On November 22, the Ghislain Dufour Business Forum hosted our colleague John Parisella, Special Advisor. John shared with us his observations on the evolution of the situation in the United States almost two days after President Joe Biden's midterm elections and on the possible impact of these results on Canada-US relations.
First observation: American democracy works! Both President Biden's calls on the importance of maintaining a healthy democratic life and the fears of the female electorate about the legality of abortion and its accessibility seemed to have had a significant impact on the vote. Moreover, even though Republicans had mixed success (the Senate is still under Democratic control), Parisella believes that former President Trump has not disappeared from the political landscape. He compared the emerging dissension among Republicans to the situation in the Democratic Party in the 1960s—especially in the South—when American society was under enormous strain due to racial discrimination and the assassination of political and religious leaders.
A second observation: President Biden now has time to decide on his political future. Even if the governance of the country risks being torn in the medium term, Mr. Biden could probably play to his advantage the separation of powers that characterises the American political system to try to convince Republican elected representatives in the House of Representatives to support him in order to ensure the adoption of certain bills deemed to be priorities.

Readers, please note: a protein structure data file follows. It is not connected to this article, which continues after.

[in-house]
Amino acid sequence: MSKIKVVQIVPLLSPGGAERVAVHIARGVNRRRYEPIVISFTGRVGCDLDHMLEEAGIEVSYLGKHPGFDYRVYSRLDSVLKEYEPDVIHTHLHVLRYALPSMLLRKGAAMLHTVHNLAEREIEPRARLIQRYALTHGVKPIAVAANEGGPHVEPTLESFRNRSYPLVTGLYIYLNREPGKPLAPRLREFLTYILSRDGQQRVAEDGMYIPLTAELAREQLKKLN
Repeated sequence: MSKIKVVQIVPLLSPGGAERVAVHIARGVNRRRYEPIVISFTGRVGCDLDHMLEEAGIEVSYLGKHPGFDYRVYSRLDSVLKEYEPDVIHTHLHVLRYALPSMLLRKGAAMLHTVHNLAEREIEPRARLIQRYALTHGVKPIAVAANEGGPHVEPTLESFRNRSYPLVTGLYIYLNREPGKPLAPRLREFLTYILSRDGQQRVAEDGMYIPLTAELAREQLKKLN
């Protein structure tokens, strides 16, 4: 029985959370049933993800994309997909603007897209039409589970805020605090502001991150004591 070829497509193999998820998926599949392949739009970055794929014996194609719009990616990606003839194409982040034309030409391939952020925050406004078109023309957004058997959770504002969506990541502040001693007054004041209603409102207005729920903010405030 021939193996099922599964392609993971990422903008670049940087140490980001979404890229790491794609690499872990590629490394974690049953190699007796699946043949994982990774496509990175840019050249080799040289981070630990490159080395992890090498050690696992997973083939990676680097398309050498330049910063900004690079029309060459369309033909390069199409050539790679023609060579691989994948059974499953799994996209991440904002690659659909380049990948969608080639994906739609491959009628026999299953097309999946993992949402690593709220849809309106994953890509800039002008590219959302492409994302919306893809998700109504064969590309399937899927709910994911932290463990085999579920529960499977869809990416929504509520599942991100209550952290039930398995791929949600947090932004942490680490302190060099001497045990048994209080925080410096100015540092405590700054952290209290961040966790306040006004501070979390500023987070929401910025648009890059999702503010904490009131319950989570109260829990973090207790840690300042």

As for the prospects for the 2024 presidential election, several factors could have a significant influence on the outcome, starting with President Biden's health and the possible candidates to succeed him. The rise in popularity of Florida's Republican governor, Ron DeSantis, combined with possible lawsuits against former president Donald Trump, could also have an impact on the Republican vote.
Possible impacts on Canada?
As for the impact of the midterms on Canada-US relations, Parisella believes that this decade will not be easy. Canadian politicians will have to continue to navigate the pitfalls of the Buy American Act and the litigation generated by Michigan's intention to force the closure of Enbridge's "Line 5", a pipeline that carries oil to refineries in Sarnia, Ontario. Governor Gretchen Whitmer has been trying for two years to shut down the line, fearing an oil leak in the Straits of Mackinac.